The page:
After a slow start, I am officially hooked on Fallout 4. I don’t think I’m quite at the halfway stage as far as the main story is concerned, but I’m far enough in to have discovered the basic plot of the game.
The idea that a game (or other mediums) can change people’s perceptions on life is nothing new. But never has a videogame’s message been so relevant, so timely as this one.
The story has really got me intrigued. Not just for its depth and detail, but also because of the startling comparisons that can be drawn between post-apocalyptic Boston and the modern day war on terrorism. I thought I would share this with you all. You can draw your own comparisons as I explain the plot, but I’ll sum up what I see at the end.
This is what I see as the story behind Fallout 4. I should note that there could be some MINOR SPOILORS, but there shouldn’t be anything major as I’m only part of the way through it myself!
Fallout 4 is set centuries after a nuclear world war that completely changed the landscape of America. As a result of an almost martial law, the area known as the Commonwealth (the remains of modern-day Massachusetts) is split into different groups. Some of these groups of people are relatively small and peaceful, but a few major factions are in play.The main terror (note) for people of the Commonwealth is a group known as the Institute. The Institute have been creating synthetic humans – known as Synths – for many years. Originally these robots were purely functional (think iRobot), but as their technology has improved they have started to create more and more human-like machines, to the point now that a human and a Synth are inseparable, in appearance and emotion. The Institute use these human-machines to infiltrate places before they use their powerful strength and combat abilities to kill on command. The Institute also have Snatchers, who steal real people and replace them with an identical Synth, who can act as a killing machine whenever the Institute see fit.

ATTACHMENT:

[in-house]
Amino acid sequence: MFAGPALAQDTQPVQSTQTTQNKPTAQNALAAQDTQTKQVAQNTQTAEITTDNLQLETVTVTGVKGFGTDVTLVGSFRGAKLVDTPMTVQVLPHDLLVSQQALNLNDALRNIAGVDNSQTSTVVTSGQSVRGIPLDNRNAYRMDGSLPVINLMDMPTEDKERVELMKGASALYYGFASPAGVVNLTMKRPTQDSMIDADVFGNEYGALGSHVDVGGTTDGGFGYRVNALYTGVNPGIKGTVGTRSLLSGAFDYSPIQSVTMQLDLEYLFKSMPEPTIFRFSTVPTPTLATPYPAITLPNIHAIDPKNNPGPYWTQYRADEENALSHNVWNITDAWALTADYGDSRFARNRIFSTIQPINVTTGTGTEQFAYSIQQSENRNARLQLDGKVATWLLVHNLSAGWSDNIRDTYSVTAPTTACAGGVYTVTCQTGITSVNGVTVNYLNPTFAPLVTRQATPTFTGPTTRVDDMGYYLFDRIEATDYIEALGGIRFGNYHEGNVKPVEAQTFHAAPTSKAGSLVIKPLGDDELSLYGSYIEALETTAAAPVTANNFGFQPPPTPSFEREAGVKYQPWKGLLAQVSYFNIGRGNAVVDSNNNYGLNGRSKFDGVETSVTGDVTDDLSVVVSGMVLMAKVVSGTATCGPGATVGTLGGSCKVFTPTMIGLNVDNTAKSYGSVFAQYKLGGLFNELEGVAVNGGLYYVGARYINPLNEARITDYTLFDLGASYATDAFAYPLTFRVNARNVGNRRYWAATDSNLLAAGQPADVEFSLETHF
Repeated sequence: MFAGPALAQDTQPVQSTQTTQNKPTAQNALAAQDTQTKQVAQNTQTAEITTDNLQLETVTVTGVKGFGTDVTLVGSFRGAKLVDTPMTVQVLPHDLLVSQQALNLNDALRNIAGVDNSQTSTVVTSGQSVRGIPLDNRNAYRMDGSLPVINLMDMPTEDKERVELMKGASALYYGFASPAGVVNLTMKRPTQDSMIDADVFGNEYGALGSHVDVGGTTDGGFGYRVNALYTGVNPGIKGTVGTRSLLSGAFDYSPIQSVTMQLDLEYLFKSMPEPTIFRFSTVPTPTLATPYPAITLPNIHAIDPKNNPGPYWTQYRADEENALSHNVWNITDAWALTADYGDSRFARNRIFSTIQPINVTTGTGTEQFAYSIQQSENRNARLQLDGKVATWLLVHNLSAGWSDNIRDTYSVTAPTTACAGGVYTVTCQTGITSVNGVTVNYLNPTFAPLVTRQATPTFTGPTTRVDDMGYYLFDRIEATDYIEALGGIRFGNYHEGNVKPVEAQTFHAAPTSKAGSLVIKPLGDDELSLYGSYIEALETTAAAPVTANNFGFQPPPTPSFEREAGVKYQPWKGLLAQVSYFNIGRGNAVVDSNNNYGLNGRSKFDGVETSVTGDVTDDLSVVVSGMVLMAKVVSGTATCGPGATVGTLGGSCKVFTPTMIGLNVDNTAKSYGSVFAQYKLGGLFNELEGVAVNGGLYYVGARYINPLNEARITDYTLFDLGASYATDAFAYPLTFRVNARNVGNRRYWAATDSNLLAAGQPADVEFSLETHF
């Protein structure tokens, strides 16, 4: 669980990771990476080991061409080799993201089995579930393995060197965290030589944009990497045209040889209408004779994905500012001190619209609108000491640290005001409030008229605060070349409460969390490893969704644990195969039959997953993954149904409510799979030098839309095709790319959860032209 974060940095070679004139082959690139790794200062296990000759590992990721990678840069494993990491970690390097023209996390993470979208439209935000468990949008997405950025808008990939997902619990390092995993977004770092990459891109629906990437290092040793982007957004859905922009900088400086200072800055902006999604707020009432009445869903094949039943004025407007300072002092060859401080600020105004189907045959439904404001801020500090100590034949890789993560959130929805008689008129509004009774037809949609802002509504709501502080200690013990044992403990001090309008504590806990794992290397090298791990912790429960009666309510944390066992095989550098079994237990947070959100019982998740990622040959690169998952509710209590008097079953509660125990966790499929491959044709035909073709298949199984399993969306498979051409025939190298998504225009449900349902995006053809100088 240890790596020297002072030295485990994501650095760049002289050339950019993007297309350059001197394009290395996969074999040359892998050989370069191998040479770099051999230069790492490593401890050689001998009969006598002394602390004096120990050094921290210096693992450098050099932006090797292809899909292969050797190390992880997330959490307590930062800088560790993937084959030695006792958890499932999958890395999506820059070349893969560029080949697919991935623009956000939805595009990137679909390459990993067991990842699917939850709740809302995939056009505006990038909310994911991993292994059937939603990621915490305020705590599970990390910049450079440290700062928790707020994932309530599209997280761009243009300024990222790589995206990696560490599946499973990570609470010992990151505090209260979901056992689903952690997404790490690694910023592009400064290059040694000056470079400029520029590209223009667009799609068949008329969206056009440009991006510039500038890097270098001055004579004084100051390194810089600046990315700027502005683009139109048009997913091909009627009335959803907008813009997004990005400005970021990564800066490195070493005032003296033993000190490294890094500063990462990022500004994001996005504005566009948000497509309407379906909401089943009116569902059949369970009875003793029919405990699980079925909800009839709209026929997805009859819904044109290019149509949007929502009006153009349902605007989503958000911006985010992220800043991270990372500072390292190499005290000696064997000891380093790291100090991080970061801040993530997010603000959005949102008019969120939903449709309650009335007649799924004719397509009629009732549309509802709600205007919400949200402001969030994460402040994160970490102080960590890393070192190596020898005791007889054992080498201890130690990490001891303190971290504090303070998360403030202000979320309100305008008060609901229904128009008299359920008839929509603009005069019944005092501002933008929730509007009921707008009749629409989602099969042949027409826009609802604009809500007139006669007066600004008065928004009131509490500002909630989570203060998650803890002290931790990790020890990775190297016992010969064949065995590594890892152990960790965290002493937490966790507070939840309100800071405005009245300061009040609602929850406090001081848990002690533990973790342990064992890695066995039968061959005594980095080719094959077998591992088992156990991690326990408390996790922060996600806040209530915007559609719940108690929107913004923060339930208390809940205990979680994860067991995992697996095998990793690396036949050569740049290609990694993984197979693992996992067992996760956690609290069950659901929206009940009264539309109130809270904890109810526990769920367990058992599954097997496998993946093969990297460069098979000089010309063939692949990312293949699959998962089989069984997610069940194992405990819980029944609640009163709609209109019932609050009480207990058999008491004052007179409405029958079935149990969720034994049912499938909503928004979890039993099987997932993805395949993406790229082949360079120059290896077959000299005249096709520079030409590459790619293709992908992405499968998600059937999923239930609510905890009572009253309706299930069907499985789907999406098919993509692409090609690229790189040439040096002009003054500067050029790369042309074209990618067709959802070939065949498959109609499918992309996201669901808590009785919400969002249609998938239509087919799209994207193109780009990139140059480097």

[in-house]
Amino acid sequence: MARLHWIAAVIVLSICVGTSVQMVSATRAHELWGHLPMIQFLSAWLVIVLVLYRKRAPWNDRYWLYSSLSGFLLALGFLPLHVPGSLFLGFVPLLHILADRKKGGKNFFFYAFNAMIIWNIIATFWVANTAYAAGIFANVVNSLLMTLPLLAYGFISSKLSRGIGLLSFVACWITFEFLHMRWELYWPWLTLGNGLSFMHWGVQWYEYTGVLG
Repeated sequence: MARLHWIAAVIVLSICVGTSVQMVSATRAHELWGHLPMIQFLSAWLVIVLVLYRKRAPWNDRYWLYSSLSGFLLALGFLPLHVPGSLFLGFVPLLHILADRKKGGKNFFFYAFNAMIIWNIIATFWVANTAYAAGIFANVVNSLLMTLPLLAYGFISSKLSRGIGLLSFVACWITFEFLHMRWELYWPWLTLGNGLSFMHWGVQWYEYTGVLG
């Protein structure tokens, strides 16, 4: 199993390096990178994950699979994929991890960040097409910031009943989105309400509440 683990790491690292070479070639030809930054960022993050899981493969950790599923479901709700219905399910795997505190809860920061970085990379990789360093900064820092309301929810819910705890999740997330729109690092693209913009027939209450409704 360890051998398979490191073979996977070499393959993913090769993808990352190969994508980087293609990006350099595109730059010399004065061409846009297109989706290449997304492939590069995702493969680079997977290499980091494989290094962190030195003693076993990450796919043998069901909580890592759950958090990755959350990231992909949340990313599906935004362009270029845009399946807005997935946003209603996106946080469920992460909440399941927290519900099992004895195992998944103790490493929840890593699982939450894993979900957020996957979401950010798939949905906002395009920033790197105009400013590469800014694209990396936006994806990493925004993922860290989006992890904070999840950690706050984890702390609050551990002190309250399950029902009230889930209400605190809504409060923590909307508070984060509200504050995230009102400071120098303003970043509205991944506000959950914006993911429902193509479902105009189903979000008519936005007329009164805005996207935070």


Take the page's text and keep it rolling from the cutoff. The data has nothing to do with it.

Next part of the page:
The Institute are completely unknown past the Synths they create. Nobody knows who they are or where they come from, but everybody fears them. Also, a Synth’s ability to look completely human, along with their ability to replace real people, has led to a serious case of paranoia throughout the Commonwealth, where innocent people refuse to trust each other out of fear that the other could be a Synth. There is also a prejudice against honest, hard-working Synths that have done nothing wrong.There are two major groups that are fighting the Institute (or at least attempting to). The first is the Railroad, a charitable but equally extreme group named after a real 19th century Boston slave-freeing group of the same name. Much like their 19th century ancestors, the Railroad exist to save all runaway Synths from the Institute’s grasp. They believe that modern-day Synths have enough emotion to make them independent (hence their ability to run away), and as such they deserve to be free of the Institutes grasp and live just like humans. At the other end of the charity spectrum is the Brotherhood of Steel, one of the largest and most organised institutes in the whole of wasteland America. Seen as the biggest threat to the Institute, they believe that because humankind’s need for technology led to the nuclear war centuries ago, that all technology is evil and detrimental to humankind’s survival. They plan to take all of it for themselves for the good of the people, however this ideology does not include Synths, which they believe to be a complete abomination. Armed with incredible military technology of their own, including a futuristic zeppelin called the Prydwen, they plan to eradicate all traces of the Institute from history, at all costs.